Page 1:Does Building Your Own Notebook Really Make Sense?
Page 2:What Is A DIY Notebook?
Page 3:Step 1. Choosing The "Right" Barebook/Notebook
Page 4:Step 2. Component Selection
Page 5:And Where Do You Buy All This Stuff?
Page 6:Video For Download: Build-it-yourself Notebooks
Page 7:The Completely Assembled Notebook In Practical Use
Page 8:Hidden Third USB Port
Page 10:Buttons And Keyboard
Page 11:Operating Noise
Page 12:Test Systems And Setup
Page 16:Battery Life
Step 2. Component Selection
As mentioned before, as with an SFF bare-bones PC, the choice of the barebook determines which CPU and which memory you can use. The model we chose, the Uniwill 223II00, allows the use of either a Pentium M (Dothan) or a Celeron M .
We chose the Pentium M because unlike the Celeron M with SpeedStep, it has a "smarter" - i.e. better - power management system. As a model we picked a Pentium M725 with 1.6GHz. It offers power that is more than enough for everyday operation and, compared to the higher-speed models, is relatively price worthy:
|Pentium M725 1.6GHz||$214|
|Pentium M735 1.7GHz||$250|
|Pentium M745 1.8GHz||$300|
|Pentium M765 2.1GHz||$545|
Some may wonder why we didn't pick the M745, at just $100 more. After all, because of the higher maximum core speed in CPU-intensive tasks like converting audio files into the MP 3 format, this CPU has a considerable speed advantage.
Because a 512 MB DDR SO DIMM costs less than a hundred dollars and a portion of the RAM is "misused" as video memory thanks to the integrated graphics, we decided to invest in more memory instead. We are often asked how fast notebook memory should be and by what percentage system performance rises if faster memory - or what is known as low-latency memory - is used.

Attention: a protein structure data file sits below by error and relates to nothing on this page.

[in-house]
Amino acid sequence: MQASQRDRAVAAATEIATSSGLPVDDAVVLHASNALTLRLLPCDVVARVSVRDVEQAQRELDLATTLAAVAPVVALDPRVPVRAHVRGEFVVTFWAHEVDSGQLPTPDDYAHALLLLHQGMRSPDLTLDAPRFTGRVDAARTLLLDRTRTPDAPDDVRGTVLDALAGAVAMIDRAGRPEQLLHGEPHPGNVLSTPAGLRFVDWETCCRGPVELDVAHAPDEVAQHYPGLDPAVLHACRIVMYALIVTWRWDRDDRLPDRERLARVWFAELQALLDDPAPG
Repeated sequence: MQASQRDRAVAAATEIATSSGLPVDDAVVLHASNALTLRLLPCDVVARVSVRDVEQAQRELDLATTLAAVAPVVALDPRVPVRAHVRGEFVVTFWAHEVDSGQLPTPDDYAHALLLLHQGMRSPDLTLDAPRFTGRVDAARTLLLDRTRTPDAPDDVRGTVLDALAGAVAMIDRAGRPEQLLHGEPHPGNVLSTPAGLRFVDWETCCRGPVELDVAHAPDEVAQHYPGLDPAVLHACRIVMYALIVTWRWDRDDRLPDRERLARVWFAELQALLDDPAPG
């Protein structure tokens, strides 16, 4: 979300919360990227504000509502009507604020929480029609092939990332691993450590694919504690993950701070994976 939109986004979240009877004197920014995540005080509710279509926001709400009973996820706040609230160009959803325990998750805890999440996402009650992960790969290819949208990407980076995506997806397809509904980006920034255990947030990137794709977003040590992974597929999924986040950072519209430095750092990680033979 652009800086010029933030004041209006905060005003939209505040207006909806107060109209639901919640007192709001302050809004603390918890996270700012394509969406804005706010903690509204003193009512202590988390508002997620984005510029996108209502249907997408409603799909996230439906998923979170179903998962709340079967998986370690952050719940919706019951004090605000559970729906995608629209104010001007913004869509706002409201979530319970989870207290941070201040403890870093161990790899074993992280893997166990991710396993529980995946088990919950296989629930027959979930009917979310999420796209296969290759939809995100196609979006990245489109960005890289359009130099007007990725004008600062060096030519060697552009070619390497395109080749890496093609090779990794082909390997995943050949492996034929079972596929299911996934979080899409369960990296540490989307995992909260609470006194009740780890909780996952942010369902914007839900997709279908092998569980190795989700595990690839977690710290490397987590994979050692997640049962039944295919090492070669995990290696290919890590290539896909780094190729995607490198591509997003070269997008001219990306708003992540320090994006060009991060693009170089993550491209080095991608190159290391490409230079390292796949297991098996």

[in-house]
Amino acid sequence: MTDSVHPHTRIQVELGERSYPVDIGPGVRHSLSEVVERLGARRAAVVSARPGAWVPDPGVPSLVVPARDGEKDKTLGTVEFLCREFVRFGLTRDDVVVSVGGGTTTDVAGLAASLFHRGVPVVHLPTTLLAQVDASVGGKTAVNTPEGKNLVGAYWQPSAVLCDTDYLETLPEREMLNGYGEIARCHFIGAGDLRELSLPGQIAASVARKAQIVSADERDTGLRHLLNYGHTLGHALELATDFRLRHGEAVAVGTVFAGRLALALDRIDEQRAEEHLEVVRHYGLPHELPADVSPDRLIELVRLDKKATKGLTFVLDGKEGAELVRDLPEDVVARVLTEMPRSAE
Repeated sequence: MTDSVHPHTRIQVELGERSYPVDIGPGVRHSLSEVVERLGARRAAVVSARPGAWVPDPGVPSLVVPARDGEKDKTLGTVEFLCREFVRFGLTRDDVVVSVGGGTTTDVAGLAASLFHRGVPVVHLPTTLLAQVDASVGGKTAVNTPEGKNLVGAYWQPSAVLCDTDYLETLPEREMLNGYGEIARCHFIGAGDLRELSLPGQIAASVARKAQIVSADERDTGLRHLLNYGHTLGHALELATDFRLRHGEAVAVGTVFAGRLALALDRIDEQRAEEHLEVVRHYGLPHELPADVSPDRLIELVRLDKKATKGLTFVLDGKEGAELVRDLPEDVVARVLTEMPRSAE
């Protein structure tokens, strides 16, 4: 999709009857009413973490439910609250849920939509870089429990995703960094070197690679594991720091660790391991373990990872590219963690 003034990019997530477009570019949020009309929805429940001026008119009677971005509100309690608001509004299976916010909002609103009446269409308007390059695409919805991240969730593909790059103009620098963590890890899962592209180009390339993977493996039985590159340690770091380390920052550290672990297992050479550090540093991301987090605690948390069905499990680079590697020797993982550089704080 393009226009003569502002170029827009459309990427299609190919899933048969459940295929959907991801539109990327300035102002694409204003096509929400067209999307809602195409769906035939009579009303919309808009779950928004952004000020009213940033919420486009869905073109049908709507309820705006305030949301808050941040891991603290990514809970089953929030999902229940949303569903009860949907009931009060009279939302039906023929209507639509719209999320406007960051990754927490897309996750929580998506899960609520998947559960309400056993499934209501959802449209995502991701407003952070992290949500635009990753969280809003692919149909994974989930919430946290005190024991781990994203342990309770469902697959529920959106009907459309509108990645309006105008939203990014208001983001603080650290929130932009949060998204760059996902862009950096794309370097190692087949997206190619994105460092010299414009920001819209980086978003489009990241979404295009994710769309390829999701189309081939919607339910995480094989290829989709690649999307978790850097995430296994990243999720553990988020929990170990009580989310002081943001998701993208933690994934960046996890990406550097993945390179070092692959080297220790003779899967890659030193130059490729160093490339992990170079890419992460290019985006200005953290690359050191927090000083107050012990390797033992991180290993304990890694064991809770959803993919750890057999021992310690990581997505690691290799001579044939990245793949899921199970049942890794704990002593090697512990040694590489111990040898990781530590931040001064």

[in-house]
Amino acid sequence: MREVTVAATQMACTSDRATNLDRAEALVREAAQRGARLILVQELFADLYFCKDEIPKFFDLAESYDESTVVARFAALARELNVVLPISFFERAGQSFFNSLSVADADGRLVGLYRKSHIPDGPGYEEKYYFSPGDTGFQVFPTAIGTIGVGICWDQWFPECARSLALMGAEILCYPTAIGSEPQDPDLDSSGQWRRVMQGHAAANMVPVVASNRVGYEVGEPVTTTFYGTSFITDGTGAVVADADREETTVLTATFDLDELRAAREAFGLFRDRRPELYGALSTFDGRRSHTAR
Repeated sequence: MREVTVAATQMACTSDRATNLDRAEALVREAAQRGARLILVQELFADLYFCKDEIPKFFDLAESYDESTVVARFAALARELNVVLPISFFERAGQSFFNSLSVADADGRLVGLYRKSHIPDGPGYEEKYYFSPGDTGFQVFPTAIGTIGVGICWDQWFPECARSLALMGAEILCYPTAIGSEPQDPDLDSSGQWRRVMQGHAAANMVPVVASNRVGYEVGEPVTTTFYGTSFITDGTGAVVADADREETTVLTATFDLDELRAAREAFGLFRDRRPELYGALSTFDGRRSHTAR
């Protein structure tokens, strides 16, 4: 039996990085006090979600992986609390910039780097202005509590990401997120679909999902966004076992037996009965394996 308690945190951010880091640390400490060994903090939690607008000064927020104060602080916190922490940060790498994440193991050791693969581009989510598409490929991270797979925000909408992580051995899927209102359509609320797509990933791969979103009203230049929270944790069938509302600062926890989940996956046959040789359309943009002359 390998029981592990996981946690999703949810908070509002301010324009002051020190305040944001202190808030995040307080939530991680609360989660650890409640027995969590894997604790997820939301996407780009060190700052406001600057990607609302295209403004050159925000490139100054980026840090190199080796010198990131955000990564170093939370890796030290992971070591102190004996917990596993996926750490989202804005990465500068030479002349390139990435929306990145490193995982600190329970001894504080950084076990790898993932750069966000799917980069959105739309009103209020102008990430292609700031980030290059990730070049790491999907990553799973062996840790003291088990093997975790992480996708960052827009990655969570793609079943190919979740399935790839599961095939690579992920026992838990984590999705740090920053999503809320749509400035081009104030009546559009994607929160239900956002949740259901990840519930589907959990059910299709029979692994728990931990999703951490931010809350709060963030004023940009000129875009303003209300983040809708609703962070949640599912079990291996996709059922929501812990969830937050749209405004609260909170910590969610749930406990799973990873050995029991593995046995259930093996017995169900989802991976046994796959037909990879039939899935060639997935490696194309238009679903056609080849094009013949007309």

First off, you should find out what memory the chipset supports to begin with. The 855GM, for example, only supports DDR200 and DDR266 memory, whereas the 855GME also supports DDR333. It therefore makes no sense to bestow a DDR333 stick in a notebook only equipped with the 855GM memory controller hub. Another misconception is that faster RAM always makes a notebook faster as well. Because you can't set the memory timings in the BIOS of a notebook, this assumption is a fallacy. In other words: if the BIOS doesn't know what to do with the faster timings - usually the case, in our experience - a module that the specifications say is faster still will not bring the desired increase in speed.
The hard drive is a different story. Here, a higher rpm also means more performance, which becomes evident by the way the system boots faster, applications start faster or files open more quickly. As our test of 2.5" hard drives with different spindle rpms showed, a faster drive also does not have a negative impact on the battery life. We chose what we thought was the ideal compromise of performance and price and went for a model with a 16 MB cache and 5400 rpm.
Last but not least we had to choose an optical drive. Because we wanted to use our mobile PC primarily as a working machine, we decided in favor of a simple combo drive. Whether or not some might want a DVD burner in the notebook as well, we didn't see any need for it.
For the WLAN module, we settled on an INTEL Wireless Pro 2200BG because we wanted to build a device with Centrino mobile technology.
- Does Building Your Own Notebook Really Make Sense?
- What Is A DIY Notebook?
- Step 1. Choosing The "Right" Barebook/Notebook
- Step 2. Component Selection
- And Where Do You Buy All This Stuff?
- Video For Download: Build-it-yourself Notebooks
- The Completely Assembled Notebook In Practical Use
- Hidden Third USB Port
- Buttons And Keyboard
- Operating Noise
- Test Systems And Setup
- Battery Life